Not many citizens understand that Republic Day celebrates the dismissal of the progressive Wooding constitution and commemorates the date of the PNM election victory in 1956, rather than the day we became a republic (under a unilaterally-imposed PNM constitution).

We need a true understanding of our history, and our holidays, to reflect TT as a whole, and not just the PNM.

DR KIRK MEIGHOO

PRO, UNC

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Four men held for Pennywise heist appear in court

Trinidad and Tobago Newsday - Mer, 28/09/2022 - 6:39am

FOUR men who were held for the deadly Pennywise Super Centre, La Romaine heist have appeared in court on gun charges.

Christopher Noreiga, 24, and Brent Walcott, 23, both of Ballantyne Street, Five Rivers, Arouca, appeared virtually before San Fernando Magistrate Amelia Deonarinesingh on Tuesday.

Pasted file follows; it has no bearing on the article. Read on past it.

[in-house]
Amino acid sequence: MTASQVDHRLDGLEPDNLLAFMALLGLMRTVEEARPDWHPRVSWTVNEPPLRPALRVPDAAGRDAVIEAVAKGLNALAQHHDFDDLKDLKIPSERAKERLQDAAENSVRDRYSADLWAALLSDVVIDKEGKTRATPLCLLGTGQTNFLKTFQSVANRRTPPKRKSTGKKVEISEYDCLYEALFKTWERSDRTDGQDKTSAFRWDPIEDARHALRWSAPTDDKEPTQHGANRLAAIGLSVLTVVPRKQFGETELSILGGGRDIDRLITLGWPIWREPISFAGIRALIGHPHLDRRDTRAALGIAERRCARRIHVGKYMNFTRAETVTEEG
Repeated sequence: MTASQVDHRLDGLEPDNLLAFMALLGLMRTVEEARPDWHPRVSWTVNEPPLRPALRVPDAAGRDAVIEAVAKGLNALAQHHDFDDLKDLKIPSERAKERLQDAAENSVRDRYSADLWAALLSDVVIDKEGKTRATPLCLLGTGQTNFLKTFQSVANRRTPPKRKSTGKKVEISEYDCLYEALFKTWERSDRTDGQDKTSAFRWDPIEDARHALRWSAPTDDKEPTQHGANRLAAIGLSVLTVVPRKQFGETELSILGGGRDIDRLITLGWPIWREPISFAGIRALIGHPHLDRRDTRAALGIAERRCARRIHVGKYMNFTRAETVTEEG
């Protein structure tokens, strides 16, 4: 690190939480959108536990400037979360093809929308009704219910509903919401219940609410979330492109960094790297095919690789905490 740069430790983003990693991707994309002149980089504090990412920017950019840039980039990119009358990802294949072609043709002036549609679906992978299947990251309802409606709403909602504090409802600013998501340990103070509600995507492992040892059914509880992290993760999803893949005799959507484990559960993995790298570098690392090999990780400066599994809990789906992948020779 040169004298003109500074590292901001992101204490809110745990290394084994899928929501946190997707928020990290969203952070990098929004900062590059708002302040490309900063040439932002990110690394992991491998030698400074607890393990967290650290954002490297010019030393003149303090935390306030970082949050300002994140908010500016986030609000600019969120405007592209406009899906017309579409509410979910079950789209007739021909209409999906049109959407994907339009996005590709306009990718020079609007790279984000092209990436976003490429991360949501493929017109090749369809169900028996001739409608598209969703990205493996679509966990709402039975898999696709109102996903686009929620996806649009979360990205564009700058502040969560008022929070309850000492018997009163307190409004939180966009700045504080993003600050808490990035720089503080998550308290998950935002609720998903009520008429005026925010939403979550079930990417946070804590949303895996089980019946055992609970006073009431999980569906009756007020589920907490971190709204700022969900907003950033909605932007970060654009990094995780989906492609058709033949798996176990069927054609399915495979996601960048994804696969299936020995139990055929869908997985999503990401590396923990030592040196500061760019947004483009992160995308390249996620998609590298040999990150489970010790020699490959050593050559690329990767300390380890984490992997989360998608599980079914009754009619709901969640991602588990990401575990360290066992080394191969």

The two were found in some bushes in La Romaine, following the Pennywise robbery attempt.

Noreiga and Walcott faced joint charges of trafficking in firearms and possession of ammunition. The charges were laid indictably and the two were not called upon to plead. Their matters were adjourned to September 29.

Two other men who were held during a search by police of a house in Corinth Hill, have also appeared in Court.

Rennico Khan, 32, of Midas Lane, Corinth Hill Extension, Ste Madeleine and Kemo Mc Sween, 26, of Union Hall, San Fernando, both appeared in court on charges of possession of arms and ammunition.

Khan also faced another charge of resisting arrest, to which he pleaded guilty and will return to court on Wednesday for facts and sentencing. Mc Sween will also return to court on Wednesday.

Snr Supt Richard Smith told Newsday on Tuesday that notwithstanding the laying of charges, investigations are very much ongoing and more arrests could be made soon.

He said files were sent to the office of the Director of Public Prosecution and investigators are awaiting instructions.